NPR Listeners Fight Hunger with Fresh Food
On Saturday, Northeast Indiana Public Radio (NIPR) kicks off its semi-annual pledge drive to raise funding for the programs we depend on for unbiased local and national news and intelligent entertainment. This season, Green B.E.A.N. Delivery is adding its contribution: Each listener pledge will be matched with a donation of fresh produce equivalent to three healthy meals to Community Harvest Food Bank (CHFB). By the end of the week, the three organizations hope to generate more than $130,000 and several tons of food.
Green B.E.A.N. Delivery has chosen CHFB's Farm Wagon program to distribute the vegetables, which include potatoes, green beans and onions, throughout the northeast Indiana community. Farm Wagon began in 1999 as a response to the food bank's frustrating lack of ability to handle large volumes of fresh commodities in a timely and safe manner. In fact, this has been a nationwide challenge, with millions of tons of fresh food being lost to waste each year.
Similar campaigns, partnering local Green B.E.A.N chapters and NPR stations, are running concurrently in Indianapolis, Indiana and Louisville, Kentucky.
"Fresh food must be received, processed, stored and distributed according to very high standards, and food banks must meet the same requirements as any retail outlet, such as a grocery store or farmer's market, " says Claudia Johnson, Communications and Advocacy Manager for CHFB. "The food we provide to the community must be high quality and nutritionally sound."
In all, the Farm Wagon delivers 1.5 million pounds each year of fresh produce and other perishable items such as milk, cheese and yogurt. With the help of 264 volunteers, the Farm Wagon visits 88 urban and rural sites each month, delivering nutritious food to Indiana residents who would otherwise simply do without.
Thanks to generous contributions from area farmers, distribution companies like Green B.E.A.N. Delivery, andgrocery stores such as Walmart and Kroger, the CHFB has had the fortunate challenge of processing a larger supply of food donations than their facility can currently accommodate. In response, programs such as their upcoming blanch-and-freeze operation, which minimally processes fresh food with parboiling, are being developed in-house so that large quantities can be harvested safely and provide reserves all year long.
Johnson proudly explains, "At the end of our capital campaign, certified food handlers will process all kinds of fresh produce in a commercial kitchen, using sophisticated refrigeration and storage techniques."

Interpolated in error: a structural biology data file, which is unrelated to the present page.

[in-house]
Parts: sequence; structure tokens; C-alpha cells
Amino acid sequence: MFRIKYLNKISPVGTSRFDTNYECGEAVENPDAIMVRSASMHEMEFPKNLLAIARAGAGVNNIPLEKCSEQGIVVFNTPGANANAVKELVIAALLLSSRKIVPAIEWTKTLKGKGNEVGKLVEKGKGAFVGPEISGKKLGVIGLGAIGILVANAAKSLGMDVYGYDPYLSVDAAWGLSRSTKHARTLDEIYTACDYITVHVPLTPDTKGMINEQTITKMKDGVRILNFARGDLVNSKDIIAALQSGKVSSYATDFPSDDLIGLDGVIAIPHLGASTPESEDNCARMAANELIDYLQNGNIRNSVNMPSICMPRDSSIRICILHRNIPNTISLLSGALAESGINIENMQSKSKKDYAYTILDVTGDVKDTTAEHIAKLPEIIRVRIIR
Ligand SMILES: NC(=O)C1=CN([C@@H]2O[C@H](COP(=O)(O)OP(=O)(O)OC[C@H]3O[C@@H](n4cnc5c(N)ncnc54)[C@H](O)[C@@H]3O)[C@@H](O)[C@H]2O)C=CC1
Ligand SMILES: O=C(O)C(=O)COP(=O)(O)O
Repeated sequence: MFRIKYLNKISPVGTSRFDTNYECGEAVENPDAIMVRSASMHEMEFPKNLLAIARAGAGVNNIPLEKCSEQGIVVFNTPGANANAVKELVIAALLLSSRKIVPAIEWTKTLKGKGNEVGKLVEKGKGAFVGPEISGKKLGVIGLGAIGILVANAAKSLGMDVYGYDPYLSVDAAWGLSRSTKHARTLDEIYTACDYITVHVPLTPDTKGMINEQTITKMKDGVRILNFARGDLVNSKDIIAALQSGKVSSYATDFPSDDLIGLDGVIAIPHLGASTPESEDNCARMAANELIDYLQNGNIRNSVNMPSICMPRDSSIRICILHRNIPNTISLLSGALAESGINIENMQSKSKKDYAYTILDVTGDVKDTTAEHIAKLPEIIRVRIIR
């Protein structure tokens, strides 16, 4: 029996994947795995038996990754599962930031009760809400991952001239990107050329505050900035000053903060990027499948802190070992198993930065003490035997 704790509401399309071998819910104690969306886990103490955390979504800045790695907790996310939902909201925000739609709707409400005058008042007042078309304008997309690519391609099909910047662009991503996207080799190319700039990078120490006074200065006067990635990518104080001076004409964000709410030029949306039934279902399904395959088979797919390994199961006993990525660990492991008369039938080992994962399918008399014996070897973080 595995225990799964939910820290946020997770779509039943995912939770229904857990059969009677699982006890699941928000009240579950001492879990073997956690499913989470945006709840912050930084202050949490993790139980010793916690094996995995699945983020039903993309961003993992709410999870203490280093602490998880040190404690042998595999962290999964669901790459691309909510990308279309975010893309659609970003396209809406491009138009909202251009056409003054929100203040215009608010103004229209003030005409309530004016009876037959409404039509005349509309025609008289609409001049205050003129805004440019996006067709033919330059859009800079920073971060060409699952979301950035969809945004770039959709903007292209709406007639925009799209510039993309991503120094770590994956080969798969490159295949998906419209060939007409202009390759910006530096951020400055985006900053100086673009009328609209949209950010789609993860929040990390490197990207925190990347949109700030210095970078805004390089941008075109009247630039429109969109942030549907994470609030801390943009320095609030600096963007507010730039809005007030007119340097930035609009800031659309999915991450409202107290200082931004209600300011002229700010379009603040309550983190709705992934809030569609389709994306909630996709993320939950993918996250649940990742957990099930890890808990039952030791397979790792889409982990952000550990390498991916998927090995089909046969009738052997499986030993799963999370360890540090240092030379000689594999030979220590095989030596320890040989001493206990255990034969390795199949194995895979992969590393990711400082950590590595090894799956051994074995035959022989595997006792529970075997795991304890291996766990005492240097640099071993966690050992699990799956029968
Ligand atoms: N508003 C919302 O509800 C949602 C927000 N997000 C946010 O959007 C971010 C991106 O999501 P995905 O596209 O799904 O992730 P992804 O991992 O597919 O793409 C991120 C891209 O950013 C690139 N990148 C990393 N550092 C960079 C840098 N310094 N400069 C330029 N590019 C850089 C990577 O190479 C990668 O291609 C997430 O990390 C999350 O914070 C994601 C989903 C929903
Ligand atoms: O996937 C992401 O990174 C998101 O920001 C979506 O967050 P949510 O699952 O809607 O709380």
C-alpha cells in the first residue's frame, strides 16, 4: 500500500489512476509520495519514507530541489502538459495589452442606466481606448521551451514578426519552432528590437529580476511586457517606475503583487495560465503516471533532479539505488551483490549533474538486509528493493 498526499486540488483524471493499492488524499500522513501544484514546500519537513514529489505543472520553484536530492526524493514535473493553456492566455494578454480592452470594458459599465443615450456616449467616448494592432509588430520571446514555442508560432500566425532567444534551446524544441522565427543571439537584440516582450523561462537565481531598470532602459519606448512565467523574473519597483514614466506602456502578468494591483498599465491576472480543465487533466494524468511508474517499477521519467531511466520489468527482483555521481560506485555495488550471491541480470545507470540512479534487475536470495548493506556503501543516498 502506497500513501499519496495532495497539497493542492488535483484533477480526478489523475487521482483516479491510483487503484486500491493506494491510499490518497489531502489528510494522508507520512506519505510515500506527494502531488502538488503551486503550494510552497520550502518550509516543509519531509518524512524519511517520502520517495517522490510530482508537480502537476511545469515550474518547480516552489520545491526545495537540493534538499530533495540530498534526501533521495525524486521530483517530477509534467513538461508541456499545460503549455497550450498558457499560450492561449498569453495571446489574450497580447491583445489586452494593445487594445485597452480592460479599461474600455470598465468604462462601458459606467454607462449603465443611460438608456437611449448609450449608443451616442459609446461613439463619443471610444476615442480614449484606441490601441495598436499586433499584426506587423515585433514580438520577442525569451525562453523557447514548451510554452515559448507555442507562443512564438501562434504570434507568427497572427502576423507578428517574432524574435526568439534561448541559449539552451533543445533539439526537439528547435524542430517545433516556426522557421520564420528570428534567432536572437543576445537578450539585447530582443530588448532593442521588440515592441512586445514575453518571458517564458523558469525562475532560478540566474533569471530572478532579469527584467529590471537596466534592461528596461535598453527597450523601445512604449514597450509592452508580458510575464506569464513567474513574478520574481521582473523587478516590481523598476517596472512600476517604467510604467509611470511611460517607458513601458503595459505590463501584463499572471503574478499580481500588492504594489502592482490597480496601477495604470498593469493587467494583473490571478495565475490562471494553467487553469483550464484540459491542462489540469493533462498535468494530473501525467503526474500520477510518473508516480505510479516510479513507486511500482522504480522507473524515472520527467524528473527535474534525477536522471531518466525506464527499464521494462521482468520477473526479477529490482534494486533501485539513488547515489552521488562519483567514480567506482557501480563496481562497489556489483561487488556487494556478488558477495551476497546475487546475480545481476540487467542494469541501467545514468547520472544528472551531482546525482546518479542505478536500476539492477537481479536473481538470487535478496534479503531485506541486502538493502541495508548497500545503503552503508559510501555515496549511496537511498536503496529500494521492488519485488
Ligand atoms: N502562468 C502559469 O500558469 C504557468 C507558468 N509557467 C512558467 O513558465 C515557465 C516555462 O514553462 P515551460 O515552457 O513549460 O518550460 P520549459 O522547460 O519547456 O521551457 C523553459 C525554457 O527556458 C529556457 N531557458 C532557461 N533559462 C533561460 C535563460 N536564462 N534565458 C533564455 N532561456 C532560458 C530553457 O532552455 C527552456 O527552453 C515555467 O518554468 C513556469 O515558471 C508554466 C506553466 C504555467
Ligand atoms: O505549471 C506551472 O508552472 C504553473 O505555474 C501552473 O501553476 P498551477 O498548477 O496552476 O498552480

Most of us can remember a time when you didn't associate food banks with fresh food. "It used to be that we might have a warehouse full of food, but it was mostly snack foods, mislabeled Pepsi, Michael Phelps Frosted Flakes (oops) and maybe a crate of jalapeño peppers. We basically got the mistakes and the leftovers", Johnson recalls.
In the last ten years, with a shift in the way American consumers are viewing health and disease, sustainable farming and environmental stewardship has helped to create solutions and partnerships between communities, farmers, private enterprise and government agencies.
"There has been an evolution in food and agricultural policy from a near exclusive focus on farmers and ranchers to a more diverse emphasis on consumers, rural communities and others," says Beth Bechdol, Director of Agribusiness Strategies for Ice Miller's ag legal practice, who has actively participated in farm bill legislation as both an employee for the state and national departments of agriculture.
Bechdol continues, "Healthy eating initiatives like those of Michelle Obama are influencing consumers and also spurring food manufacturers to change the way they process, prepare and package our food. And, even here locally, Jane Avery, the executive director of CHFB, is providing the vision, leadership, drive and commitment to improve the nutritional offerings and food choices of the food bank. All of these initiatives - from national to local - are having an impact on the way our country eats."
So this week, as you tune in to listen to your favorite NPR programs like Morning Edition, Car Talk, or Midday Matters, or relax to the sounds of jazz as you enjoy your evening meal, pay it forward by making a pledge.
Northeast Indiana Public Radio's Spring Fund Drive is April 21-29. You can pledge online or call 260-452-1185 (toll-free 800-471-9264).
Donations are tax-deductible.
Photos taken at Matt Ewers Feel Good Farm in Sheridan, IN.